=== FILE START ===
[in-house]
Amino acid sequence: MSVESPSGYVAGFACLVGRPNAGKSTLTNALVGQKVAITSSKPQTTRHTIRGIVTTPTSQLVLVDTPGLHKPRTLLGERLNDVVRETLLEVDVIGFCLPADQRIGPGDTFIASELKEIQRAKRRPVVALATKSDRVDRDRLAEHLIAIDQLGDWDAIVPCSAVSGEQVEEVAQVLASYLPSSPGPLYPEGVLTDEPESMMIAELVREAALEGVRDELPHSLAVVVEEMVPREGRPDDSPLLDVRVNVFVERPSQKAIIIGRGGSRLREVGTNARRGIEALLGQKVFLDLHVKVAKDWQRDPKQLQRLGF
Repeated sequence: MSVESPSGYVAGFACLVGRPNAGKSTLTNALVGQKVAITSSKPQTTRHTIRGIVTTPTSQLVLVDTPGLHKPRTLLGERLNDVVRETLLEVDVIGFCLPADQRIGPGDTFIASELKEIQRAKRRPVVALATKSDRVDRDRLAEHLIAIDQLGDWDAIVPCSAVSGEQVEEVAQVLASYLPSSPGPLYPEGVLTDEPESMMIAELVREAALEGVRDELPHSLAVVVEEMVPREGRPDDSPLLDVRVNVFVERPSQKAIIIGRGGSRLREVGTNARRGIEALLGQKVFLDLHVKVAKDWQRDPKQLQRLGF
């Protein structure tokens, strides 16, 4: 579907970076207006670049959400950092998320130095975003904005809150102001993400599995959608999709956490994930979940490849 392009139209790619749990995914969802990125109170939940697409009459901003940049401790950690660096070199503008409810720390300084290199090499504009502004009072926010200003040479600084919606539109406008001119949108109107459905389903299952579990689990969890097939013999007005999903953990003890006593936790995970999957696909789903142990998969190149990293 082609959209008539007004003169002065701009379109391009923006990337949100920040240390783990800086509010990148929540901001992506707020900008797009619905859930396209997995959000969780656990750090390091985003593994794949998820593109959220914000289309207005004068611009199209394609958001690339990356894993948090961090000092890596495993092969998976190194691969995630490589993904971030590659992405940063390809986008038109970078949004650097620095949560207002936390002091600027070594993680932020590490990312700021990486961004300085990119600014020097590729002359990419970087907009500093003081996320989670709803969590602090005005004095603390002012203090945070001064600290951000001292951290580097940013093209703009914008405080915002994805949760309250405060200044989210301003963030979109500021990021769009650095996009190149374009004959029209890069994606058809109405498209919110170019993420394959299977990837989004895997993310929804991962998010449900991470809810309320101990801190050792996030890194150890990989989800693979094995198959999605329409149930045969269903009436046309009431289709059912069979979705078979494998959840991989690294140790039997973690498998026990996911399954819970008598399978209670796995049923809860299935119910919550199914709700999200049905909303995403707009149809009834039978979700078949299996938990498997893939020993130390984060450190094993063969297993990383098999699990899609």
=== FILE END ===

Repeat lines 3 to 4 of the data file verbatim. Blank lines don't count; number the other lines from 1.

Repeated sequence: MSVESPSGYVAGFACLVGRPNAGKSTLTNALVGQKVAITSSKPQTTRHTIRGIVTTPTSQLVLVDTPGLHKPRTLLGERLNDVVRETLLEVDVIGFCLPADQRIGPGDTFIASELKEIQRAKRRPVVALATKSDRVDRDRLAEHLIAIDQLGDWDAIVPCSAVSGEQVEEVAQVLASYLPSSPGPLYPEGVLTDEPESMMIAELVREAALEGVRDELPHSLAVVVEEMVPREGRPDDSPLLDVRVNVFVERPSQKAIIIGRGGSRLREVGTNARRGIEALLGQKVFLDLHVKVAKDWQRDPKQLQRLGF
């Protein structure tokens, strides 16, 4: 579907970076207006670049959400950092998320130095975003904005809150102001993400599995959608999709956490994930979940490849 392009139209790619749990995914969802990125109170939940697409009459901003940049401790950690660096070199503008409810720390300084290199090499504009502004009072926010200003040479600084919606539109406008001119949108109107459905389903299952579990689990969890097939013999007005999903953990003890006593936790995970999957696909789903142990998969190149990293 082609959209008539007004003169002065701009379109391009923006990337949100920040240390783990800086509010990148929540901001992506707020900008797009619905859930396209997995959000969780656990750090390091985003593994794949998820593109959220914000289309207005004068611009199209394609958001690339990356894993948090961090000092890596495993092969998976190194691969995630490589993904971030590659992405940063390809986008038109970078949004650097620095949560207002936390002091600027070594993680932020590490990312700021990486961004300085990119600014020097590729002359990419970087907009500093003081996320989670709803969590602090005005004095603390002012203090945070001064600290951000001292951290580097940013093209703009914008405080915002994805949760309250405060200044989210301003963030979109500021990021769009650095996009190149374009004959029209890069994606058809109405498209919110170019993420394959299977990837989004895997993310929804991962998010449900991470809810309320101990801190050792996030890194150890990989989800693979094995198959999605329409149930045969269903009436046309009431289709059912069979979705078979494998959840991989690294140790039997973690498998026990996911399954819970008598399978209670796995049923809860299935119910919550199914709700999200049905909303995403707009149809009834039978979700078949299996938990498997893939020993130390984060450190094993063969297993990383098999699990899609």